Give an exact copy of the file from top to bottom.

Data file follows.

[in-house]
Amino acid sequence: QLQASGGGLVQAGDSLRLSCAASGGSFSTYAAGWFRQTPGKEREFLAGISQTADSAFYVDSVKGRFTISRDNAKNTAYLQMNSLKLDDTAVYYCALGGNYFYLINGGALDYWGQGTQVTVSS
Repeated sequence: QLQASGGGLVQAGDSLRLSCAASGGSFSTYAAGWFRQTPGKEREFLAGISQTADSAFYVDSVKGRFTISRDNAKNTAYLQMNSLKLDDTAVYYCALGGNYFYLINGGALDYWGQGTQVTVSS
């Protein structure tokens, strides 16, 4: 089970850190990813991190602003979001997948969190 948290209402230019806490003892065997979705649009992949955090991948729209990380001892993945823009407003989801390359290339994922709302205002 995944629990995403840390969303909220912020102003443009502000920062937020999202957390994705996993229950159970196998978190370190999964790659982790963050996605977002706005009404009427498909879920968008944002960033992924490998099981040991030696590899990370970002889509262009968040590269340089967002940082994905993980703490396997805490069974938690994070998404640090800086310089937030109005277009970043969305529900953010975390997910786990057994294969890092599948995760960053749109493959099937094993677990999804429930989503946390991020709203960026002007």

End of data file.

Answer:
[in-house]
Amino acid sequence: QLQASGGGLVQAGDSLRLSCAASGGSFSTYAAGWFRQTPGKEREFLAGISQTADSAFYVDSVKGRFTISRDNAKNTAYLQMNSLKLDDTAVYYCALGGNYFYLINGGALDYWGQGTQVTVSS
Repeated sequence: QLQASGGGLVQAGDSLRLSCAASGGSFSTYAAGWFRQTPGKEREFLAGISQTADSAFYVDSVKGRFTISRDNAKNTAYLQMNSLKLDDTAVYYCALGGNYFYLINGGALDYWGQGTQVTVSS
């Protein structure tokens, strides 16, 4: 089970850190990813991190602003979001997948969190 948290209402230019806490003892065997979705649009992949955090991948729209990380001892993945823009407003989801390359290339994922709302205002 995944629990995403840390969303909220912020102003443009502000920062937020999202957390994705996993229950159970196998978190370190999964790659982790963050996605977002706005009404009427498909879920968008944002960033992924490998099981040991030696590899990370970002889509262009968040590269340089967002940082994905993980703490396997805490069974938690994070998404640090800086310089937030109005277009970043969305529900953010975390997910786990057994294969890092599948995760960053749109493959099937094993677990999804429930989503946390991020709203960026002007």